Shaedon Sharpe knows that this will sound a bit cliché, but the fruition of his feelings is all the proof he needs not to shy away from speaking his truth.
“I just needed a chance to show what I could do,” Sharpe said. “I knew that I just needed the chance.”
After minimal production at Sunrise Christian (Wichita, Kan.) last season as a sophomore, Sharpe transferred to Dream City Christian (Glendale, Ariz.) and has made one of the biggest production-based leaps of any player at any level.
This season, Sharpe is averaging 25 points a game; that’s up from just six points a game last season.
It gets even more impressive when you consider that Sharpe plays on the grueling Grind Session, a collection of some of the best teams and players in the country.
“I just came into the season with a different mindset,” said Sharpe, who is also averaging five rebounds and four assists this season. “I knew the opportunity would be there this season and I wanted to be prepared for it.”
When COVID-19 cancelled his summer plans of domination with UPlay Canada in the Nike Elite Youth Basketball League, Sharpe began a daily intense training session with his UPlay coach Dwayne Washington, focusing on his shooting and ball handling.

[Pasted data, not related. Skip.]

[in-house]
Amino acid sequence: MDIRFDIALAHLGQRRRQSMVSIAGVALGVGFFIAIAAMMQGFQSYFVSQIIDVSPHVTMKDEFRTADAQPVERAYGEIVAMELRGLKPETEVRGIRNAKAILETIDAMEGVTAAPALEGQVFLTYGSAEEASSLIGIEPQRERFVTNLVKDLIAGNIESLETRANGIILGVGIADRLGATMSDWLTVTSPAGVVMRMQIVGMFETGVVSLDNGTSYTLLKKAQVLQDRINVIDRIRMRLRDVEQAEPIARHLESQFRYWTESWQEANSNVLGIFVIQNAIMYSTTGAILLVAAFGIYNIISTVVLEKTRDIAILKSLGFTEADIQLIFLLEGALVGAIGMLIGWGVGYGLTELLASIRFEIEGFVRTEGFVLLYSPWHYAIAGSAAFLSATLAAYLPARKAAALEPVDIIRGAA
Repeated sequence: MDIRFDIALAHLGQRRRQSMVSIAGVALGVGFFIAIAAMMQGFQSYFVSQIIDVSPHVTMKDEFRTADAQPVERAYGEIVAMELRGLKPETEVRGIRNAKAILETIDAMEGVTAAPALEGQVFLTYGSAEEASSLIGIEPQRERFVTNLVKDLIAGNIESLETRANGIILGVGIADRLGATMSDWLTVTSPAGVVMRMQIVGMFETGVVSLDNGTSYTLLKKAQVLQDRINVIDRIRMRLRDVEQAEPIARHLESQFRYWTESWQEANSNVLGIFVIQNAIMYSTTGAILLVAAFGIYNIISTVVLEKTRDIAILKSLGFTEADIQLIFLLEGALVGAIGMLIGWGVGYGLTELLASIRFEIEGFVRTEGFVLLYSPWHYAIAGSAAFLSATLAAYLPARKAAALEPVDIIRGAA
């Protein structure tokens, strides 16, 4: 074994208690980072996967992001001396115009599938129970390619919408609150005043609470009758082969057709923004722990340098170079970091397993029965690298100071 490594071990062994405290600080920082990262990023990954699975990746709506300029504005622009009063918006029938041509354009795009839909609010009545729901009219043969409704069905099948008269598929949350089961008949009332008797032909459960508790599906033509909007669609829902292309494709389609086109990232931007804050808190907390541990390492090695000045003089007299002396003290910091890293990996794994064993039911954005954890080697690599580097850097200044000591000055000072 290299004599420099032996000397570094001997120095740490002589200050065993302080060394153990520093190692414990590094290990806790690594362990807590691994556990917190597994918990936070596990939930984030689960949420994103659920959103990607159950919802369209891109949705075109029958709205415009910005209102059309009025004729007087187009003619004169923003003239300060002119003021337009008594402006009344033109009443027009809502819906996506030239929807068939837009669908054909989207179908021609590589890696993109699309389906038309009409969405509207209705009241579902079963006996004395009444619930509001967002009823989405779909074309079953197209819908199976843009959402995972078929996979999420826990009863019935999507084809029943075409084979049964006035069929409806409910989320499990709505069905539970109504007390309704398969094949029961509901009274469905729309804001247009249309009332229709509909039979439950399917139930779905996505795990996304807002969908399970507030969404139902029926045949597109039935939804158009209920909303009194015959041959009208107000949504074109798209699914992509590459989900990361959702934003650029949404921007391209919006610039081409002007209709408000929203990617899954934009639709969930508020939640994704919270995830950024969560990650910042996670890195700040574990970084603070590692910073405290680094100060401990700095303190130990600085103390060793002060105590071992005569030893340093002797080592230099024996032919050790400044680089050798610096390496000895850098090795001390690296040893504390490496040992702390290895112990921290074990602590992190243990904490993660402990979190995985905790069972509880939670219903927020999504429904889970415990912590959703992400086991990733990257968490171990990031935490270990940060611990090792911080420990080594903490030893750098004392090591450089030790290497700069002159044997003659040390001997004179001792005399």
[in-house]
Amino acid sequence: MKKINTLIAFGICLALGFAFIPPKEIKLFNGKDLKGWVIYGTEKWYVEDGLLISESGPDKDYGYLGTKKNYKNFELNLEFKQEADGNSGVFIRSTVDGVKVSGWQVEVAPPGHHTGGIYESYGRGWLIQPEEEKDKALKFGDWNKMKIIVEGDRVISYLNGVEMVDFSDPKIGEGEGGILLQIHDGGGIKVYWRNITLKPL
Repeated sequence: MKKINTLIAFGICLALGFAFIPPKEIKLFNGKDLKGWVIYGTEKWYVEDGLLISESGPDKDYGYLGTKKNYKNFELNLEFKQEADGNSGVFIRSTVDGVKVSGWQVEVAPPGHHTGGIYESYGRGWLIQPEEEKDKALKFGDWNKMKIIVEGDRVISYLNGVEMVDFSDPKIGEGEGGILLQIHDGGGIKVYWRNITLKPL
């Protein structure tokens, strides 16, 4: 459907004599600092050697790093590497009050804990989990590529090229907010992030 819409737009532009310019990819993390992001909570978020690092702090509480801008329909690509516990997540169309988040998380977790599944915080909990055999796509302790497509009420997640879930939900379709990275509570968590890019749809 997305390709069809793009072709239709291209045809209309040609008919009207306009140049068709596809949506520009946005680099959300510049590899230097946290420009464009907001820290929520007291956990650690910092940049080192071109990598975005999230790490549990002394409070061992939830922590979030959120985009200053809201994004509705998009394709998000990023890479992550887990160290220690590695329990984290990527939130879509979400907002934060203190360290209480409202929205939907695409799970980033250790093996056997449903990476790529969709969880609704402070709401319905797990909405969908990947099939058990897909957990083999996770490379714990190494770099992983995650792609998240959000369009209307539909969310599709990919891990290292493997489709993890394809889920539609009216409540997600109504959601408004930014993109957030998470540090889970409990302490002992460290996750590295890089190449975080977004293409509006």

“After the summer I can see that my pace and my mid-range game has grown a lot,” Sharpe said. “Adding this stuff to my game has made the game so much easier for me. Just to see the hard work paying off for me makes me want to go harder.”
At 6-foot-4, Sharpe gets to the rim at-will and has the athleticism (45-inch vertical leap) to finish with authority once he’s there. Sharpe can extend the defense with his perimeter jump shot and keeps them off balance with the addition of the efficient mid-range jump shot. He’s a talented playmaker who makes strong reads out of ball-screens as well.
College coaches have taken notice.
Oregon, Illinois, Maryland, Cincinnati and Xavier have already offered, while Duke, Kentucky and USC have intensified their interest.
Sharpe hails from Ontario and is widely regarded as the No. 2 Canadian player in the 2022 class, behind George Harris Prep (Can.) forward Enoch Boakye, who is committed to Michigan State.
“I feel like I’m a top 10 player in the 2022 class in America,” Sharpe said. “I think eventually that will happen, so I don’t worry about it. I’m more motivated by not being there right now than anything. It just means there’s more work to do, and that was always the plan anyway.”